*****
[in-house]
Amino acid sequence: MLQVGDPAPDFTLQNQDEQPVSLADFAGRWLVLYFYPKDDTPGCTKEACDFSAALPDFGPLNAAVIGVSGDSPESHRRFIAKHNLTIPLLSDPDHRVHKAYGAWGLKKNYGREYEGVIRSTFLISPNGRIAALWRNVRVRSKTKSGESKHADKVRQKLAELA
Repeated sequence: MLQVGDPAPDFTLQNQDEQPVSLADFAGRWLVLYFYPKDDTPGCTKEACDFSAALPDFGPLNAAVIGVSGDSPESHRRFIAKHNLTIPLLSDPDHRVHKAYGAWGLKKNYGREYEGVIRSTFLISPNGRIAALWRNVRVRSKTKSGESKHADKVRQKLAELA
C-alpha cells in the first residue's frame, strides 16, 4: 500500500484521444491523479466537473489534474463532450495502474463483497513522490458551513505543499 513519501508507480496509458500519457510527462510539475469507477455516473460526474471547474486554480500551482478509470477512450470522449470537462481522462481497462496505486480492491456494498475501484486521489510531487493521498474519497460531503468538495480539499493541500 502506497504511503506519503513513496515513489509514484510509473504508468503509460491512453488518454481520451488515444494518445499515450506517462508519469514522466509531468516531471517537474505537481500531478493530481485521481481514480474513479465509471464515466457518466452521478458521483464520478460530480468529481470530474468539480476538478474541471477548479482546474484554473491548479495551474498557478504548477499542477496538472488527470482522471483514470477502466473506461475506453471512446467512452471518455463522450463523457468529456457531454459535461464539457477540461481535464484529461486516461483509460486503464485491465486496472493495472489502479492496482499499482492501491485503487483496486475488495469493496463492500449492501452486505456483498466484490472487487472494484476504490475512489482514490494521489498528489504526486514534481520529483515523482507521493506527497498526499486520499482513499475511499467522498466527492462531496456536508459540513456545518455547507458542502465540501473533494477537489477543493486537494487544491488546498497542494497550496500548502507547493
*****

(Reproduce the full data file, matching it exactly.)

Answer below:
[in-house]
Amino acid sequence: MLQVGDPAPDFTLQNQDEQPVSLADFAGRWLVLYFYPKDDTPGCTKEACDFSAALPDFGPLNAAVIGVSGDSPESHRRFIAKHNLTIPLLSDPDHRVHKAYGAWGLKKNYGREYEGVIRSTFLISPNGRIAALWRNVRVRSKTKSGESKHADKVRQKLAELA
Repeated sequence: MLQVGDPAPDFTLQNQDEQPVSLADFAGRWLVLYFYPKDDTPGCTKEACDFSAALPDFGPLNAAVIGVSGDSPESHRRFIAKHNLTIPLLSDPDHRVHKAYGAWGLKKNYGREYEGVIRSTFLISPNGRIAALWRNVRVRSKTKSGESKHADKVRQKLAELA
C-alpha cells in the first residue's frame, strides 16, 4: 500500500484521444491523479466537473489534474463532450495502474463483497513522490458551513505543499 513519501508507480496509458500519457510527462510539475469507477455516473460526474471547474486554480500551482478509470477512450470522449470537462481522462481497462496505486480492491456494498475501484486521489510531487493521498474519497460531503468538495480539499493541500 502506497504511503506519503513513496515513489509514484510509473504508468503509460491512453488518454481520451488515444494518445499515450506517462508519469514522466509531468516531471517537474505537481500531478493530481485521481481514480474513479465509471464515466457518466452521478458521483464520478460530480468529481470530474468539480476538478474541471477548479482546474484554473491548479495551474498557478504548477499542477496538472488527470482522471483514470477502466473506461475506453471512446467512452471518455463522450463523457468529456457531454459535461464539457477540461481535464484529461486516461483509460486503464485491465486496472493495472489502479492496482499499482492501491485503487483496486475488495469493496463492500449492501452486505456483498466484490472487487472494484476504490475512489482514490494521489498528489504526486514534481520529483515523482507521493506527497498526499486520499482513499475511499467522498466527492462531496456536508459540513456545518455547507458542502465540501473533494477537489477543493486537494487544491488546498497542494497550496500548502507547493